The Draft Report of the Senate Ad Hoc Committee on Academic Program Review and Prioritization
This Committee was established in February 2014, with the mandate “to examine how academic programs contribute to the University’s mission and support its academic priorities” (p. 3). Its draft report was released last week and is available on the Senate website, linked to the Agenda of the February 4, 2015 Senate meeting. The Committee categorized all academic programs into one of five priority categories: (1) excellent in all criteria and key performance indicators (KPIs); (2) very strong in many KPIs with high potential in all criteria; (3) strong in many criteria and KPIs; (4) needs restructuring or in transition; and (5) incomplete submission or recommend to phase out.
The draft report will be discussed on Wednesday, February 11th, 3:15-5:00 p.m. in the Pond Inlet, during one of Senate’s Critical Conversations sessions. Come and participate! (Space is limited and, therefore, please notify the Associate Secretary of Senate, [email protected], if you are planning to attend.)
A Challenge to Senate from President Lightstone
In his report to Senate, President Lightstone described a bleak financial projection for Brock, based on the 7.9% decline in applications from secondary students. Barring any compensating increase in applications from the non-secondary sector, these financial troubles can only be alleviated if Brock does well in attracting new students from among a shrinking pool of potential applications in a competition that will become increasingly intense among Ontario universities. The key to this success, according to the President, is to strengthen and develop programs that will attract students and their parents. At the same time, programs that are not attracting sufficient enrolment will need to be modified, re-packaged, receive reduced resources, or eliminated.
In making this transformation, President Lightstone suggested we rely on the report of the Senate Ad Hoc Committee on Academic Program Review and Prioritization (see above), if it goes far enough. The President also made an argument that Senate accept suggestions and directions for academic programs from the central Administration, which has the expertise and staff to assist Senate in this way. Further, these senior administrators are directly informed by the experience of Brock’s recruiters and thus know what is needed to attract new students. Senate also, the President proposed, needs to take an active role in initiating new programs and making difficult decisions about those existing programs that are nonproductive, instead of just responding to submissions by Department and Centres. These changes would reduce the current central role of Departments and Centres in program development, review, and oversight. In the President’s view, if Senate doesn’t rise to the competitive challenge, it will “become increasing irrelevant to the future health and sustainability of Brock”.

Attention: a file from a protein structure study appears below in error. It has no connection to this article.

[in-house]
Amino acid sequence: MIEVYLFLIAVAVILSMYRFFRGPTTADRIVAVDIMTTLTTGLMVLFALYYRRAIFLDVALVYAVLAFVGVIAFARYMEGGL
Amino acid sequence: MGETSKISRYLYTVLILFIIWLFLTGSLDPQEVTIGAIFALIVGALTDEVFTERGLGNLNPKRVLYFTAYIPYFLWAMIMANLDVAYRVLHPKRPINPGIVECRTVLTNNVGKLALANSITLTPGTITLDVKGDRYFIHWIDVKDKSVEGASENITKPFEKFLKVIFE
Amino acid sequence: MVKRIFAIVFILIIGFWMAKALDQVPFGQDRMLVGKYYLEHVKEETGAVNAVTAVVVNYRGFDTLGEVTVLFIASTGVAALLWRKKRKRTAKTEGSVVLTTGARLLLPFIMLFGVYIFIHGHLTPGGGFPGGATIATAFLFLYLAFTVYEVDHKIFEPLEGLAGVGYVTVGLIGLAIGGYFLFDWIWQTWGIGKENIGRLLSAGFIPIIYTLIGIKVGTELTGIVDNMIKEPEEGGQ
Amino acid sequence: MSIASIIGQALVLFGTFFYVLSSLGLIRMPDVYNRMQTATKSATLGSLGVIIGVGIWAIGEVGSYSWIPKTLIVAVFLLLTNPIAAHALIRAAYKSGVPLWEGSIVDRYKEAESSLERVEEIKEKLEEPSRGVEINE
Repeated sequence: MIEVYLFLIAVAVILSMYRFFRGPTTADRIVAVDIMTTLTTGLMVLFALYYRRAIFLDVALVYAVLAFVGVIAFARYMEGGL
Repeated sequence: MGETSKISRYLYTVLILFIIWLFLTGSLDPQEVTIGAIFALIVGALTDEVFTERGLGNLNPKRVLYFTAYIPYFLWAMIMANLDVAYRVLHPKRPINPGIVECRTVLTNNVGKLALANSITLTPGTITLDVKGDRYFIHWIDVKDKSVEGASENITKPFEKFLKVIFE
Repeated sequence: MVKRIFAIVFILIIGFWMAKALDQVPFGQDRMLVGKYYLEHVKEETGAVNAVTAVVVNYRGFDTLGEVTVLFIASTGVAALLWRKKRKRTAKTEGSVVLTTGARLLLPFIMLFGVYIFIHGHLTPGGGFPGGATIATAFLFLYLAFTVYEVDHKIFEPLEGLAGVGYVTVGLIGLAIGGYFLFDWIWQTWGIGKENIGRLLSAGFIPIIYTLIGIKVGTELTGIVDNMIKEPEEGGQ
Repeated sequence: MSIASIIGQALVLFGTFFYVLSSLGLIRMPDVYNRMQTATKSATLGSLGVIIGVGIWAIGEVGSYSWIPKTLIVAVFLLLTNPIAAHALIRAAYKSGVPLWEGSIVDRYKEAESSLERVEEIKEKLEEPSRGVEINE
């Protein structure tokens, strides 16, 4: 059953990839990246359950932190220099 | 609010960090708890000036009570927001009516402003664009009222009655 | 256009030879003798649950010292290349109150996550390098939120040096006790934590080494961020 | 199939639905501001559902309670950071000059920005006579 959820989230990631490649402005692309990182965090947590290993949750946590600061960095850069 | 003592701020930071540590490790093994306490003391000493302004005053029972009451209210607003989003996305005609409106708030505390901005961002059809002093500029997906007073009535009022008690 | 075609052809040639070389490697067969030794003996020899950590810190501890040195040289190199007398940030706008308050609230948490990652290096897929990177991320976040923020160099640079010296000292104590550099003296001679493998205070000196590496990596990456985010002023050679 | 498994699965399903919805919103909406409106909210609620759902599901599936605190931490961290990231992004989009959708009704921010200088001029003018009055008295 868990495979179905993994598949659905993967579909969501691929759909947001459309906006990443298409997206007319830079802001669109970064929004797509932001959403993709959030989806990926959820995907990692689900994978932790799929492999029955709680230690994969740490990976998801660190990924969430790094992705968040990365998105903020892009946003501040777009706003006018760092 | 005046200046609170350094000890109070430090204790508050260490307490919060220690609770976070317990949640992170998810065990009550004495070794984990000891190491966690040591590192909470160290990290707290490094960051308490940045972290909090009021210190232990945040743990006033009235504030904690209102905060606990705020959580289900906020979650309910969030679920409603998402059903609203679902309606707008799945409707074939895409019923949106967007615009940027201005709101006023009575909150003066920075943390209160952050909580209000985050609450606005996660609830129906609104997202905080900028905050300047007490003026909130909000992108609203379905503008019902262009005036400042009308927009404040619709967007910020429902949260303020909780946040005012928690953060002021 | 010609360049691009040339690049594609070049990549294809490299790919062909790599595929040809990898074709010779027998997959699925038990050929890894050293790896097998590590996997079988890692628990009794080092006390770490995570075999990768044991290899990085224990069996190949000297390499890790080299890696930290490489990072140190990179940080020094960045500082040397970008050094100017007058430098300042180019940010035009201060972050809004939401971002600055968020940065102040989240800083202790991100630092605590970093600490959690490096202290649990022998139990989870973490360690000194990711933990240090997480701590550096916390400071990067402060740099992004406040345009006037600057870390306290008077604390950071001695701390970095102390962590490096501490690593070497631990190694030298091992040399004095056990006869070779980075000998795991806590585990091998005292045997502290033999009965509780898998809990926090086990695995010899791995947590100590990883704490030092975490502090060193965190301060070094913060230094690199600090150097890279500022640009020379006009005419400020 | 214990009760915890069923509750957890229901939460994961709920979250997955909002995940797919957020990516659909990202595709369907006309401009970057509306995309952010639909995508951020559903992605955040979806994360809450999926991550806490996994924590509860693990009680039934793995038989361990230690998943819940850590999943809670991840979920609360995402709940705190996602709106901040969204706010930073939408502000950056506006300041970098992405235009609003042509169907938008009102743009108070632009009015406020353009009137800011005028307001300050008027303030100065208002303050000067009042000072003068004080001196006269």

While Senate was challenged by the President to make “hard decisions” in order to focus on programming that will bring in new students, the President himself was challenged to explain how we could be expected to convince students to come to Brock when so many of its positive and special characteristics have been lost to budget cuts and changing priorities, in which the undergraduate student experience has been compromised.
Library funding and cancellation of 2014-2015 Wiley-Blackwell subscriptions
In November 2014, the Library cancelled the 2015 Wiley-Blackwell subscription package, ending our access to the most current issues of over 1300 journals. This cancellation led to widespread concern by faculty and students. The academic impact of the cancellation was discussed at four Senate committees: Research and Scholarship; Graduate Studies; Planning, Priorities, and Budget Advisory (PPBAC); and Governance. Graduate Studies and PPBAC brought forward motions to address some of the issues raised by the cancellation. Three of the four proposed motions were carried. One successful motion established Senate’s position that the current level of budgetary support given to the Library is insufficient to support the academic priorities of the University and therefore is inconsistent with those priorities. This provided the context for the motions that followed. The second successful motion was intended to facilitate the development of a general strategy to address the problem of the rapidly rising cost of journal subscriptions and the academy’s loss of control over the distribution of the knowledge that we create. This motion established that Brock University set in motion and support a long-term plan to move towards more appropriate methods of scholarly dissemination, including open access, in order to address budgetary pressures, improve access to scholarly information, and expand the reach of Brock research. The goal of the third successful motion was to address the short-term problems created by the abrupt loss of the 2015 subscriptions by asking the Administration to provide sufficient funding to the Library to reinstate the Wiley-Blackwell journal subscription (or equivalent) for this year, in order to minimize the serious negative impact of the cancellation on graduate students and graduate programs. This latter motion was supported by a letter from the President of the Graduate Students Association.
Please let me know if you have any questions.
Linda Rose-Krasnor, Ph.D.
Professor, Department of Psychology
President, Brock University Faculty Association
500 Glenridge Avenue St. Catharines ON Canada L2S 3A1
Phone: 905-688-5550, ext. 3870